Stella Maris Monastery

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Stella Maris Monastery
Eastern Facade of the Stella Maris Monastery IMG 0389.JPG
Stella Maris Monastery on Mt. Carmel
Monastery information
OrderDiscalced Carmelite Order
Established1631
Architecture
Completion date1836
Site
LocationIsrael Haifa, Israel
Coordinates32°49′36″N 34°58′13″E / 32.82667°N 34.97028°E / 32.82667; 34.97028Coordinates: 32°49′36″N 34°58′13″E / 32.82667°N 34.97028°E / 32.82667; 34.97028
Other informationFacade faces South
Church interior with the venerated cave visible under the altar
The monument to Napoleon's soldiers

The Stella Maris Monastery (romana[clarification needed]) or the Monastery of Our Lady of Mount Carmel for monks is a 19th-century Discalced Carmelite monastery located on the slopes of Mount Carmel in Haifa, Israel. Another Carmelite monastery of the same name (Monastère Notre-Dame-du-Mont-Carmel in French) is reserved for nuns and is located higher up on Mount Carmel.

History[edit]

See Fench Wikipedia for more

Crusader-period Carmelite beginnings[edit]

In the 12th century, during the Kingdom of Jerusalem rule of the region, groups of religious hermits began to inhabit the caves of this area in imitation of Elijah the Prophet. In the early 13th century, their leader and prior (referred to in the rule only as 'Brother B', although sometimes claimed despite an absence of supporting evidence to be either Saint Brocard or Saint Bertold) asked the Latin Patriarch of Jerusalem, Albert Avogadro, to provide the group with a written rule of life, which he did.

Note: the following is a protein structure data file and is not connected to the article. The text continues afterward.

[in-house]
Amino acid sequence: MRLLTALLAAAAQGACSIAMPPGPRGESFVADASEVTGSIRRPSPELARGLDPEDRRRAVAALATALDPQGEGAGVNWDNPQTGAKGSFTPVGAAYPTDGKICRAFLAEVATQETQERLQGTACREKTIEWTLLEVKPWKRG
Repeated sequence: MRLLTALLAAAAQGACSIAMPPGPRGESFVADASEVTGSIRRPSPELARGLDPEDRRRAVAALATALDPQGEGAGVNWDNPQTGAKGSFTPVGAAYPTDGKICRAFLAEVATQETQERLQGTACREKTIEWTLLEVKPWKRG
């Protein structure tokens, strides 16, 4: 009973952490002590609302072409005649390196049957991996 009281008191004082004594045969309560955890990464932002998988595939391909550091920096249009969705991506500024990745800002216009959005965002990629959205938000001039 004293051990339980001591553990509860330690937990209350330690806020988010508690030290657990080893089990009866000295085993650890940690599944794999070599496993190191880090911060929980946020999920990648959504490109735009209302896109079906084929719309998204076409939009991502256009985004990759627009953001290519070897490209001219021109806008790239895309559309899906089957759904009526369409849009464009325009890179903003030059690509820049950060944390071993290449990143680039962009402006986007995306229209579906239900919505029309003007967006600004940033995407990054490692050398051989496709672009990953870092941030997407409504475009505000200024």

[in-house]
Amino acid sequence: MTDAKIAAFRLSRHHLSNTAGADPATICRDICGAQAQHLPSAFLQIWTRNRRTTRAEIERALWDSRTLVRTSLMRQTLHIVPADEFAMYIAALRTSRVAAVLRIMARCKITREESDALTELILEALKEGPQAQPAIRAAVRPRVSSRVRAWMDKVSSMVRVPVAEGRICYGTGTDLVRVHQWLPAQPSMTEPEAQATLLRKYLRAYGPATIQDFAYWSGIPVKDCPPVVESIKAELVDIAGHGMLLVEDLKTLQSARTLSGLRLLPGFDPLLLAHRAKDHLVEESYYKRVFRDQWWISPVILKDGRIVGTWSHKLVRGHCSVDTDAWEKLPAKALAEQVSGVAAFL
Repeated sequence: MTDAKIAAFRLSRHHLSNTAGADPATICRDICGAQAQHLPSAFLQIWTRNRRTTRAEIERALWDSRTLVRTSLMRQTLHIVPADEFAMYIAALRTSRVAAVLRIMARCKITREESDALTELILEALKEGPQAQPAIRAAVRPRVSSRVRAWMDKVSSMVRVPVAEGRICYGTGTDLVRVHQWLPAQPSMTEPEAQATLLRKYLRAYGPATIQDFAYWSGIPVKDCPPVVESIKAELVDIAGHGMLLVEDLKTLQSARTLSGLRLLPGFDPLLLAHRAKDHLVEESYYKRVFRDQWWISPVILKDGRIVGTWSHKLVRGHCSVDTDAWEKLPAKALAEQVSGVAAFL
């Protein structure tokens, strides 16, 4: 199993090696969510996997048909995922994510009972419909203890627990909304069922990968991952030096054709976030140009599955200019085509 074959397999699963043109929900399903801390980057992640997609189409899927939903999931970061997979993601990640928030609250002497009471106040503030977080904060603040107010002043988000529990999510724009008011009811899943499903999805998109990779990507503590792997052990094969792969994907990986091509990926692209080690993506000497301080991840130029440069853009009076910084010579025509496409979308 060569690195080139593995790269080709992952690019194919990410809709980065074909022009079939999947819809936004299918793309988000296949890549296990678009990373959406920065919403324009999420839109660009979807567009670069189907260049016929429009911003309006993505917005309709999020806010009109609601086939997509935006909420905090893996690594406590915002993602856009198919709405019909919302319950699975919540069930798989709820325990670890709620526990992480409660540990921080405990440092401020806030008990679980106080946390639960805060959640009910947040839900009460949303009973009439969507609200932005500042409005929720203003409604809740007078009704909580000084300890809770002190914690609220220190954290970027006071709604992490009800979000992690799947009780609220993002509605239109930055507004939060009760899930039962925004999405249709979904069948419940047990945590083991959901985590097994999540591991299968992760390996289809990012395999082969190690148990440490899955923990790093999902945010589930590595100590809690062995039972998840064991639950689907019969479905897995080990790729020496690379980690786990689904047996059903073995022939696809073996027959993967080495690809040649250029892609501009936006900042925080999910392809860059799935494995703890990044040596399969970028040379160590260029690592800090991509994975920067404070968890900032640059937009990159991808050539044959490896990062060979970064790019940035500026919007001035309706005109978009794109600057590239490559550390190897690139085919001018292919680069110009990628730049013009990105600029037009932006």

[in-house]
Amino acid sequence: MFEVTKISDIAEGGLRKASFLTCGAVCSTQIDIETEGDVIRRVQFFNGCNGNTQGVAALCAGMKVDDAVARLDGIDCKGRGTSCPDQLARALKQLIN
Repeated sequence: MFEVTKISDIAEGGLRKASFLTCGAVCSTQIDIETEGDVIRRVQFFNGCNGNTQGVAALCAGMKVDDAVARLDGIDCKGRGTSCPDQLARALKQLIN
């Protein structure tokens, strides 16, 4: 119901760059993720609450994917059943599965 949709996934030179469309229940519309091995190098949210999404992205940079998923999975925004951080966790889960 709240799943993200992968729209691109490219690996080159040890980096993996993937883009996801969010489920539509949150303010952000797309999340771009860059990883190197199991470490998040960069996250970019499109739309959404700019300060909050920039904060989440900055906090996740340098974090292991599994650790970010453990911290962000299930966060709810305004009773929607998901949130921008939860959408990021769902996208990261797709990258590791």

This was the originating act of the Order, who took the name 'Order of the Brothers of Our Lady of Mount Carmel' or Carmelites. An oratory was dedicated to the Virgin Mary in her aspect of Our Lady, Star of the Sea, the latter part of which translates in Latin to Stella Maris. Within a few decades, when the capital of the Crusader Kingdom of Jerusalem, Saint Jean d'Acre, fell in 1291 to the Mamluks, these monastic hermits were forced to leave the Holy Land. The Carmelite order spread throughout Europe, where, from 1238 onwards, the Order had begun to found houses -- at the end of Saint Louis' first crusade to the Holy Land in 1254, he had taken six Carmelites back to France with him.

New locations (1631-1821)[edit]

In 1631 the Discalced branch of the Order returned to the Holy Land, led by the Venerable Father Prosper. He had a small monastery constructed on the promontory at Mount Carmel, close to the lighthouse[dubious ], and the friars lived there until 1761, when Zahir al-Umar, the then effectively independent ruler of Galilee, ordered them to vacate the site and demolish the monastery.

The Order then moved to the present location, which is directly above the grotto where the prophet Elijah is said to have lived. Here they built a large church and monastery, first clearing the site of the ruins of a medieval Greek church, known as "the Abbey of St. Margaret" and a chapel, thought to date back to the time of the Byzantine Empire.

This new church was seriously damaged in Napoleon's 1799 campaign. Sick and wounded French soldiers were accommodated in the monastery, and when Napoleon withdrew, the Turks slaughtered them and drove out the friars.

In 1821, Abdullah Pasha of Acre ordered the ruined church to be totally destroyed, so that it could not serve as a fort for his enemies, while he attacked Jerusalem. The masonry was used to build a Abdullah Pasha's summer palace and a lighthouse,[1] which were sold back to the Carmelite order in 1846.[2][dubious ]